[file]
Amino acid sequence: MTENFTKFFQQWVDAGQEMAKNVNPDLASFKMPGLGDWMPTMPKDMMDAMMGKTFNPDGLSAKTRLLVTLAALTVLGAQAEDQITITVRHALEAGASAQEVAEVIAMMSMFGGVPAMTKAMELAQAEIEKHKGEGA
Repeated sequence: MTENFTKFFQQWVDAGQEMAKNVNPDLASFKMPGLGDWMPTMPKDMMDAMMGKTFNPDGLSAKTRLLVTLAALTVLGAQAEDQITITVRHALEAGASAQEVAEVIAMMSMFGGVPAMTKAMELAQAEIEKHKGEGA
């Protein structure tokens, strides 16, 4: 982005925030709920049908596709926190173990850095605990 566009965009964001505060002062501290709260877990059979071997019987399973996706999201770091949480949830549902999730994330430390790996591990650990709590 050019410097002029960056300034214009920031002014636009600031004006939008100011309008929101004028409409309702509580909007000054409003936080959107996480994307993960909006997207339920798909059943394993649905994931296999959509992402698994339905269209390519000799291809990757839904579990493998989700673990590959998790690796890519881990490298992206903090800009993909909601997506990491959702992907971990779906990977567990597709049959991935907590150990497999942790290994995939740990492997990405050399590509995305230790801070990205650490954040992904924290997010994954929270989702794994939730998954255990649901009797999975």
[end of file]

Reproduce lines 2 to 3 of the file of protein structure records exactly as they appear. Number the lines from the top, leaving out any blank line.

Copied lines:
Repeated sequence: MTENFTKFFQQWVDAGQEMAKNVNPDLASFKMPGLGDWMPTMPKDMMDAMMGKTFNPDGLSAKTRLLVTLAALTVLGAQAEDQITITVRHALEAGASAQEVAEVIAMMSMFGGVPAMTKAMELAQAEIEKHKGEGA
């Protein structure tokens, strides 16, 4: 982005925030709920049908596709926190173990850095605990 566009965009964001505060002062501290709260877990059979071997019987399973996706999201770091949480949830549902999730994330430390790996591990650990709590 050019410097002029960056300034214009920031002014636009600031004006939008100011309008929101004028409409309702509580909007000054409003936080959107996480994307993960909006997207339920798909059943394993649905994931296999959509992402698994339905269209390519000799291809990757839904579990493998989700673990590959998790690796890519881990490298992206903090800009993909909601997506990491959702992907971990779906990977567990597709049959991935907590150990497999942790290994995939740990492997990405050399590509995305230790801070990205650490954040992904924290997010994954929270989702794994939730998954255990649901009797999975």